A tea party with a guest list including Christopher Kane, Donatella Versace and Sarah Burton will convene at this weekend’s Port Eliot Festival. But the guests around the cake tiers and teapots won’t be the designers themselves—instead, the designers’ cherished dolls are sitting down for tea.
‘When I’ve interviewed designers, they’ve often talked about how their first experiences of designing were creating clothes for Sindy dolls or Barbie dolls,’ BFC Ambassador for Emerging Talent and Port Eliot Fashion Programme Director Sarah Mower told us. ‘It’s always been fascinating how many designers started making clothes that way.’
A conversation with Lanvin designer Alber Elbaz crystallised Mower’s idea to hold a fashion dolls’ tea party at the 2012 festival. ‘He told me that his parents had so little money when he was a child that he used to make his chess set into dolls, dressing the chess pieces in bits of fabric and paper, making hair for them and playing all these games.’
Elbaz produced a more lavish version of his childhood set for the event, this time with a self-portrait—the designer appears as a knight in the middle of the board, fitting a dress on another ‘doll’.
The chess set holds pride of place in designer Michael Howells’ installation in the Big Dining Room at Port Eliot. Fashion East founder Lulu Kennedy's two rabbits are also there, as are Christopher Raeburn's Mr T action figure and Donatella Versace's personal Barbie. In total, the installation includes more than 50 dolls.
Sixteen of these come from one designer—Christopher Kane. His studio assistants have created miniature runway outfits for Barbie from the scraps leftover from every collection since the beginning of Kane’s career. He sent all these seasonal souvenirs to the tea party.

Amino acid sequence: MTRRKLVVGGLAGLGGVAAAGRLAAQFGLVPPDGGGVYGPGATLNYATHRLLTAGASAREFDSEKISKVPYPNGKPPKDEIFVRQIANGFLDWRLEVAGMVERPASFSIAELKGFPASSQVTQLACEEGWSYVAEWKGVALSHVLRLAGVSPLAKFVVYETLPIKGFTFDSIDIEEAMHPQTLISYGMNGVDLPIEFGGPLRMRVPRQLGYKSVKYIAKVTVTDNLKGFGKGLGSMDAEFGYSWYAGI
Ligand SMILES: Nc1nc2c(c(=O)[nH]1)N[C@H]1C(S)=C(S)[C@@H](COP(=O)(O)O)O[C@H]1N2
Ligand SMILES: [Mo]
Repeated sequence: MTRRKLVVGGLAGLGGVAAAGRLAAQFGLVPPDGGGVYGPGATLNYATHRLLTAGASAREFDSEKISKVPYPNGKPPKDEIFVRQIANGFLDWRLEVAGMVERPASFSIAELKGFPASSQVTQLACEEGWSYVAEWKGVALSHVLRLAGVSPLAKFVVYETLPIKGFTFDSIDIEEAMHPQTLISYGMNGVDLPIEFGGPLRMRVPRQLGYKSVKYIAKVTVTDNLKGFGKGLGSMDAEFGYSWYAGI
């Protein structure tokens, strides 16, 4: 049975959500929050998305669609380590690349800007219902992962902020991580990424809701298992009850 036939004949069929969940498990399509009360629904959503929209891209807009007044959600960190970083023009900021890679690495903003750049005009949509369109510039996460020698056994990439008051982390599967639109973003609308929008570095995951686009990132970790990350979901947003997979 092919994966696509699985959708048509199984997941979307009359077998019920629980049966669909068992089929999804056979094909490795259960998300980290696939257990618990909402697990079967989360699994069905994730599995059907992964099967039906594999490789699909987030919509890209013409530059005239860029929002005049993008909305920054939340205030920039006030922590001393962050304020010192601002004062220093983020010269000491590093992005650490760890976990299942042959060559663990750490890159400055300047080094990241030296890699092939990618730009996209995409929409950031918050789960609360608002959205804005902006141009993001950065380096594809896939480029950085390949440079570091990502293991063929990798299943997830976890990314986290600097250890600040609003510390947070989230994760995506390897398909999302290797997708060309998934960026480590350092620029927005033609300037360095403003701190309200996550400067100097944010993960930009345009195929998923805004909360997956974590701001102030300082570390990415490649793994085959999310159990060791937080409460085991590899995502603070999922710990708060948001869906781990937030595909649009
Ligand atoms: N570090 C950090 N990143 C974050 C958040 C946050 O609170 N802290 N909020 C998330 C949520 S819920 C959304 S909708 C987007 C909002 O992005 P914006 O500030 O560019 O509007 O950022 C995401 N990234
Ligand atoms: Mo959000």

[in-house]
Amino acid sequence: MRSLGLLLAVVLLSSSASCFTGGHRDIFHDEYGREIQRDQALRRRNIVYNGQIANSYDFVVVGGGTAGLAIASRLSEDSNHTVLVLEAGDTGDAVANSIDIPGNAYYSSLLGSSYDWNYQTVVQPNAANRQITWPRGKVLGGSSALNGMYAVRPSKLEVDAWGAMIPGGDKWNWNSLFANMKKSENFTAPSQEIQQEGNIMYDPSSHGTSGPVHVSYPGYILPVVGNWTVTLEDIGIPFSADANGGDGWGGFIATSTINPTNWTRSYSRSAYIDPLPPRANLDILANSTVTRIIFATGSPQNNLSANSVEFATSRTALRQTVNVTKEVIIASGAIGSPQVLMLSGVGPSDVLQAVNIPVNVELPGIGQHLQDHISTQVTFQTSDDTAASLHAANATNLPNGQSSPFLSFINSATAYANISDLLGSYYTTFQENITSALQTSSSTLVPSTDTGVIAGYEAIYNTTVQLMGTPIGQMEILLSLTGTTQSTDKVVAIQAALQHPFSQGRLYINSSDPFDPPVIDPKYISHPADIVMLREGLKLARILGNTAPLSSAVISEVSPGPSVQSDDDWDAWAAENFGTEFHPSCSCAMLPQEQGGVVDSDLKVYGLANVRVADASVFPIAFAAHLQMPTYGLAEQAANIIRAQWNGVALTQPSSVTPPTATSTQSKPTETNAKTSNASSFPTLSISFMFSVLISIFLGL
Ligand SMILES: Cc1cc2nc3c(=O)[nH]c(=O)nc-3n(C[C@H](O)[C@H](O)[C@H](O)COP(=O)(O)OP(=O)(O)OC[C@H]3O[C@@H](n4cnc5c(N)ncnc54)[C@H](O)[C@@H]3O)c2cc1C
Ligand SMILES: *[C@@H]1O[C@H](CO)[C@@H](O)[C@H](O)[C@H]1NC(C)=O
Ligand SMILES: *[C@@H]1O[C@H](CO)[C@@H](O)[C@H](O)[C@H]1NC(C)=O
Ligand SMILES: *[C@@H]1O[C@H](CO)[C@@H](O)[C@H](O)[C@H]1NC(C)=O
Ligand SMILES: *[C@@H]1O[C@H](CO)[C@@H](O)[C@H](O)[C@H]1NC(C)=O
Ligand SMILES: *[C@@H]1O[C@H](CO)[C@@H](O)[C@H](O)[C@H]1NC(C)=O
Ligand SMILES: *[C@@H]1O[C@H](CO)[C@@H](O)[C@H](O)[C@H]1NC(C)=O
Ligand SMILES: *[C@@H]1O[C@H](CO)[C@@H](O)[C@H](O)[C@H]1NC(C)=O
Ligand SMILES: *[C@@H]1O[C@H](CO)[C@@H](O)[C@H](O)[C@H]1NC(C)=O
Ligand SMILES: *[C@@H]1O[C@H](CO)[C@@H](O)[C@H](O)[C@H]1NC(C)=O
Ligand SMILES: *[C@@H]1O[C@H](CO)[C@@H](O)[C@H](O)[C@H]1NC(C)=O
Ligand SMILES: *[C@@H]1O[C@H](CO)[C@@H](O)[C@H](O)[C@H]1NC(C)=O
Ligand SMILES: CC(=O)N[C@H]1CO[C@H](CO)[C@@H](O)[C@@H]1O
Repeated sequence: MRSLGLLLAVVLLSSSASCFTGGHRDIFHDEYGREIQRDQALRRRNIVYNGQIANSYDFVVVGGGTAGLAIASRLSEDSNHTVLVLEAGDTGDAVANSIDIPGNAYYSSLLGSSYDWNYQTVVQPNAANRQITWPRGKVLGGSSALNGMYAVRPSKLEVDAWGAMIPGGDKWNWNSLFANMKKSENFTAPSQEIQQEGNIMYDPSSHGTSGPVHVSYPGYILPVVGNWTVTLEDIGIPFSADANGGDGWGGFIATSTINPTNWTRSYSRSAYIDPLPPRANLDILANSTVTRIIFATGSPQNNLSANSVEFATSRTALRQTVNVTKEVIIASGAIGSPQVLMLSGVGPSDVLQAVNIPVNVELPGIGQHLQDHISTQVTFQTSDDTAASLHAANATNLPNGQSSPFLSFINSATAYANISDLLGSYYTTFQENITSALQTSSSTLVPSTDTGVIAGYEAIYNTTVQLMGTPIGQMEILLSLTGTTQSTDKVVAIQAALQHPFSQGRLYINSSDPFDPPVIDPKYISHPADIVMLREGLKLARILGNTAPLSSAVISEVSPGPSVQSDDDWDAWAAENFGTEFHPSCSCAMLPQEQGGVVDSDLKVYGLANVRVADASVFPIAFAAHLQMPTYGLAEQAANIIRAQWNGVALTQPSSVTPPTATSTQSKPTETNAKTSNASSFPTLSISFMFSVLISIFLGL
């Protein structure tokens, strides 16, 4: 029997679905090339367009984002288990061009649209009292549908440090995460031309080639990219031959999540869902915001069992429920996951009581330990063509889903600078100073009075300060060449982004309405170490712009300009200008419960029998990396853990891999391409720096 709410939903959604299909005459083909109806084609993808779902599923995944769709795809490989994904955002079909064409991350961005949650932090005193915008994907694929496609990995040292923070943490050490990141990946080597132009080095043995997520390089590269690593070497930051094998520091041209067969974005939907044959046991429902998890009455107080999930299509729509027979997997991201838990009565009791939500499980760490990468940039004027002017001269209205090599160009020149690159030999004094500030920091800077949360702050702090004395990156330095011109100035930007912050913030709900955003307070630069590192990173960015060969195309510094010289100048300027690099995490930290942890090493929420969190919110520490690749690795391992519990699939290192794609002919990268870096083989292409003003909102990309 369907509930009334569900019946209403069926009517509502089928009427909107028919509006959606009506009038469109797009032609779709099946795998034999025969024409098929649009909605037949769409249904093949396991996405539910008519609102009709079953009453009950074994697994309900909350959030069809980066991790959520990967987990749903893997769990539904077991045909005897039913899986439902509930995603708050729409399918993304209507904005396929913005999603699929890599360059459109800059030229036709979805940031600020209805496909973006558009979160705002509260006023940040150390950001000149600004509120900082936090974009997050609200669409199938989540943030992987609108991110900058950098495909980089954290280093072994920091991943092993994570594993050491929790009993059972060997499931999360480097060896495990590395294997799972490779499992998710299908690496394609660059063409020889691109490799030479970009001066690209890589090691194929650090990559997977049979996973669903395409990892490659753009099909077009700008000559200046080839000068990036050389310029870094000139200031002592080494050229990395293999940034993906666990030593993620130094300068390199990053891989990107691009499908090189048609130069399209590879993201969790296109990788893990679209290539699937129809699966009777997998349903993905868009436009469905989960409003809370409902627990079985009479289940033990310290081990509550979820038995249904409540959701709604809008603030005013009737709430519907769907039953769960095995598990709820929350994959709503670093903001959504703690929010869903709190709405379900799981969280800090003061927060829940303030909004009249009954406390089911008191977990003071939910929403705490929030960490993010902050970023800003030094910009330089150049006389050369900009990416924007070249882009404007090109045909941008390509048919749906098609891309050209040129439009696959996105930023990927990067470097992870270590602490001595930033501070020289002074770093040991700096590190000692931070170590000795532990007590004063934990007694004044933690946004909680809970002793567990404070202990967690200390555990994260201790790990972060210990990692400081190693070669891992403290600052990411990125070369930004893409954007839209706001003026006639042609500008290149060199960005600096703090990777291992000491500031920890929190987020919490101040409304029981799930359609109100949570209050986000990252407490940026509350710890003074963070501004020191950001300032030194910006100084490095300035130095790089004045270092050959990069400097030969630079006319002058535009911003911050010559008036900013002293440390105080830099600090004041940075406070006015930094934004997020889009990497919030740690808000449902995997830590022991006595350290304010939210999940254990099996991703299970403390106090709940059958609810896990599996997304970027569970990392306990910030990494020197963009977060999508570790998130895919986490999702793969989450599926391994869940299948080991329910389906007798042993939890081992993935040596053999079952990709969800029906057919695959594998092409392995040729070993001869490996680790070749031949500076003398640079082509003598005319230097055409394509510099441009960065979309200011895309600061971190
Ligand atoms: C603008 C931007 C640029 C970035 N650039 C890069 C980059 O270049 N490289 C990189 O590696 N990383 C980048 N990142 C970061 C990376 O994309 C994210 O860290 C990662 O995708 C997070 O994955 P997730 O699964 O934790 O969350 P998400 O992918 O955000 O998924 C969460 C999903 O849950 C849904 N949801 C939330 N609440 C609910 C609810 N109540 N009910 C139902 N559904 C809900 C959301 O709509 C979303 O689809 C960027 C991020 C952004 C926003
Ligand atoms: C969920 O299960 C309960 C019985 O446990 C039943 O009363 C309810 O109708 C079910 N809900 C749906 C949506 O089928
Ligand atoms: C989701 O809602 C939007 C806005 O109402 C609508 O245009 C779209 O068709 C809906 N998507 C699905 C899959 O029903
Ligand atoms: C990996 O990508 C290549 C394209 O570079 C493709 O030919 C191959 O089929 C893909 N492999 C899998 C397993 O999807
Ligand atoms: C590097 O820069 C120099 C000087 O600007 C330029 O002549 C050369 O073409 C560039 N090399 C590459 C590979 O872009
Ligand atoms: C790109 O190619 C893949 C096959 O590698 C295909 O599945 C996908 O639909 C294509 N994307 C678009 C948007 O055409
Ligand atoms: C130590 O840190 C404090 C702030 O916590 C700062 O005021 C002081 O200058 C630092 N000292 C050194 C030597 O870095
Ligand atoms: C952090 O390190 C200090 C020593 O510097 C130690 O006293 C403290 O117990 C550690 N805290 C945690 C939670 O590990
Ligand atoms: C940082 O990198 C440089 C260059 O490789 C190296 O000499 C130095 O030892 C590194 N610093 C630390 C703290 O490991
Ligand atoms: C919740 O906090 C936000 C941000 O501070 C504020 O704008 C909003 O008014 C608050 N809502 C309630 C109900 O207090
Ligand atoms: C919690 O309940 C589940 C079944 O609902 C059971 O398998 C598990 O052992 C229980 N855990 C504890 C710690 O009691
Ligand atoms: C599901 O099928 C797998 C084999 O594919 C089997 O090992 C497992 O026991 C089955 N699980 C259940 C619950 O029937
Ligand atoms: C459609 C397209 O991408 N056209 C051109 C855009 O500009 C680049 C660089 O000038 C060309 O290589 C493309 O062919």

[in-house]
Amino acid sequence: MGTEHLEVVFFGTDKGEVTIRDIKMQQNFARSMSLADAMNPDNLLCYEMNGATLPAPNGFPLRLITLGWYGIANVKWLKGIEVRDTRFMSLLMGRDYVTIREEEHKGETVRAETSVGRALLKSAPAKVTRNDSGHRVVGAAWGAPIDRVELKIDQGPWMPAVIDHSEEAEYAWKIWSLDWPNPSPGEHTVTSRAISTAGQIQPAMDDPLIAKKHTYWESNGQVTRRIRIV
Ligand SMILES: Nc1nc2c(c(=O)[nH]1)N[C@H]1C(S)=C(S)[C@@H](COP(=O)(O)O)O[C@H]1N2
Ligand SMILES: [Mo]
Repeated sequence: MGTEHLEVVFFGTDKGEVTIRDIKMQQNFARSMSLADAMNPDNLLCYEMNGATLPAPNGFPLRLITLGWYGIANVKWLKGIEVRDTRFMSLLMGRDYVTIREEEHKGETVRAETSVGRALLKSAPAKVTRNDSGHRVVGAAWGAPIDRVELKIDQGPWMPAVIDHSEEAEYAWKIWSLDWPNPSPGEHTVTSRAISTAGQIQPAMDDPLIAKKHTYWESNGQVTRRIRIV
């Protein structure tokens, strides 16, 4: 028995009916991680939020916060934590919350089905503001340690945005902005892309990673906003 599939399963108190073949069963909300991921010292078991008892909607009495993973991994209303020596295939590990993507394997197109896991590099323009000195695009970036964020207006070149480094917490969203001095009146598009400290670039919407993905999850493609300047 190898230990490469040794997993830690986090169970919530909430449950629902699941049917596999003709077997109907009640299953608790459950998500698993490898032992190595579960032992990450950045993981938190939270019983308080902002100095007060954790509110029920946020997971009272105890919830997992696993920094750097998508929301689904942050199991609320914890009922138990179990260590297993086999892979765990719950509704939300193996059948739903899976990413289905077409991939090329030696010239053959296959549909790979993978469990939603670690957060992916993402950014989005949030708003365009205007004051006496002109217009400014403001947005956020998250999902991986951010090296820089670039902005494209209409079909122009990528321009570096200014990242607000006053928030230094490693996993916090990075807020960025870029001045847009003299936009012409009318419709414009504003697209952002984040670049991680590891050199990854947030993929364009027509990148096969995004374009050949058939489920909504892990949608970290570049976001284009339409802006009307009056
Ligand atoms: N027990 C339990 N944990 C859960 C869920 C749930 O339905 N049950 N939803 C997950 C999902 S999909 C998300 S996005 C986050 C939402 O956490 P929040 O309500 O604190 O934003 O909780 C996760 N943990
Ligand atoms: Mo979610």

Erdem Moralioglu, also represented, told Mower he recalled feeling ‘violently jealous’ when twin sister Sarah received a Skipper doll one Christmas during their childhood. He swiftly appropriated the doll and dressed it in a blue circle-skirted dress of his own design. This original Skipper sits alongside a modern companion, dressed in a look from Erdem’s AW12 collection.
Dolls are so important to these designers because the toys serve as canvases for their earliest artistic experiments, Mower said.
‘Everybody who’s good at what they do starts when they’re really, really young,’ she said. ‘It’s our first experiments in life... our dreams and nightmares projected onto dolls.’
As well as inviting festival attendees to enjoy the installation through the festival weekend, Mower has encouraged festivalgoers to bring their own dolls to show and tell. A pageant at the end of the festival will award prizes to the most enthusiastic participants. ‘Hopefully from that,’ Mower said, ‘a lot of creativity will spring to the next generation.’